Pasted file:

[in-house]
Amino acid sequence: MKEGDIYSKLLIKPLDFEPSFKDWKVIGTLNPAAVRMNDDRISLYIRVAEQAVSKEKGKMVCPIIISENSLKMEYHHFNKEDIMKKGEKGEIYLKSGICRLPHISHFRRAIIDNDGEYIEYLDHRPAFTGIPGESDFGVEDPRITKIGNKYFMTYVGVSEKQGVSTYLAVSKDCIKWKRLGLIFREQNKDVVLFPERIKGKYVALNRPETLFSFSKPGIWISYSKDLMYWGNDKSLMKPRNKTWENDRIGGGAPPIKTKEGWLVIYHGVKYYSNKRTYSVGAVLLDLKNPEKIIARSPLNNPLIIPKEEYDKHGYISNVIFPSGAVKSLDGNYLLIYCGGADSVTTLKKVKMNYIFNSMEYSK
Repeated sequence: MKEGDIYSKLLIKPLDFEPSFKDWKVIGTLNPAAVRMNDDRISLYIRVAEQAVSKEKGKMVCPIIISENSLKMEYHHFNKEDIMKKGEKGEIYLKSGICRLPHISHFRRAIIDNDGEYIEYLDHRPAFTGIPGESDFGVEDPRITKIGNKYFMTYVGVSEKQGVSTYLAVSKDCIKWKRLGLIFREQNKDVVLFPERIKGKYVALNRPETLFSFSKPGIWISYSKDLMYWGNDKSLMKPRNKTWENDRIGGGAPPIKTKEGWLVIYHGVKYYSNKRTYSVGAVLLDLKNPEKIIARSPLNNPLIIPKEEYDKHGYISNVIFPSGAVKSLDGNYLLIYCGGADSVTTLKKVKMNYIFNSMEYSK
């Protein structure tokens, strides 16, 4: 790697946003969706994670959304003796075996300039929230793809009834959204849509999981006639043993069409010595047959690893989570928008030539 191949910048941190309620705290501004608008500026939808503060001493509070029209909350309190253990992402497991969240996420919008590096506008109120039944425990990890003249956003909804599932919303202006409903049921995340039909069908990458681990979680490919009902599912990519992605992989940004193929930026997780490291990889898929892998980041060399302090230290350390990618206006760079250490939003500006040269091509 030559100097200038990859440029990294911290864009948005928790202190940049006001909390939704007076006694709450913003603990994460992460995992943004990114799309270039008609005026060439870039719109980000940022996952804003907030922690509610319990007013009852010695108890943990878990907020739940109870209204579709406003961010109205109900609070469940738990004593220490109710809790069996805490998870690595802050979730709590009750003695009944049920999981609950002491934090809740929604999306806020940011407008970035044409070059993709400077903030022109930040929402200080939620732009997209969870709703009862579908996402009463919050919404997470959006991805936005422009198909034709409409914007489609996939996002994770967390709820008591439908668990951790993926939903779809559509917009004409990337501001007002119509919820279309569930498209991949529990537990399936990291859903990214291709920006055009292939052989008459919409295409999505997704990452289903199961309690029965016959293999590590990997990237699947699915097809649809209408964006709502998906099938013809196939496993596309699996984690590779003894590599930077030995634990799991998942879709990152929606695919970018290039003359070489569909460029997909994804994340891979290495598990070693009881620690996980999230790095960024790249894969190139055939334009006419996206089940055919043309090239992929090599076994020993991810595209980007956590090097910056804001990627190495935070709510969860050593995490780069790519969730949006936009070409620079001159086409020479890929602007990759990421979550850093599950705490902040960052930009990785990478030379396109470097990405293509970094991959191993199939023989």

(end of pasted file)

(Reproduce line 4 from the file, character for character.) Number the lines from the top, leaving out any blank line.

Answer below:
């Protein structure tokens, strides 16, 4: 790697946003969706994670959304003796075996300039929230793809009834959204849509999981006639043993069409010595047959690893989570928008030539 191949910048941190309620705290501004608008500026939808503060001493509070029209909350309190253990992402497991969240996420919008590096506008109120039944425990990890003249956003909804599932919303202006409903049921995340039909069908990458681990979680490919009902599912990519992605992989940004193929930026997780490291990889898929892998980041060399302090230290350390990618206006760079250490939003500006040269091509 030559100097200038990859440029990294911290864009948005928790202190940049006001909390939704007076006694709450913003603990994460992460995992943004990114799309270039008609005026060439870039719109980000940022996952804003907030922690509610319990007013009852010695108890943990878990907020739940109870209204579709406003961010109205109900609070469940738990004593220490109710809790069996805490998870690595802050979730709590009750003695009944049920999981609950002491934090809740929604999306806020940011407008970035044409070059993709400077903030022109930040929402200080939620732009997209969870709703009862579908996402009463919050919404997470959006991805936005422009198909034709409409914007489609996939996002994770967390709820008591439908668990951790993926939903779809559509917009004409990337501001007002119509919820279309569930498209991949529990537990399936990291859903990214291709920006055009292939052989008459919409295409999505997704990452289903199961309690029965016959293999590590990997990237699947699915097809649809209408964006709502998906099938013809196939496993596309699996984690590779003894590599930077030995634990799991998942879709990152929606695919970018290039003359070489569909460029997909994804994340891979290495598990070693009881620690996980999230790095960024790249894969190139055939334009006419996206089940055919043309090239992929090599076994020993991810595209980007956590090097910056804001990627190495935070709510969860050593995490780069790519969730949006936009070409620079001159086409020479890929602007990759990421979550850093599950705490902040960052930009990785990478030379396109470097990405293509970094991959191993199939023989």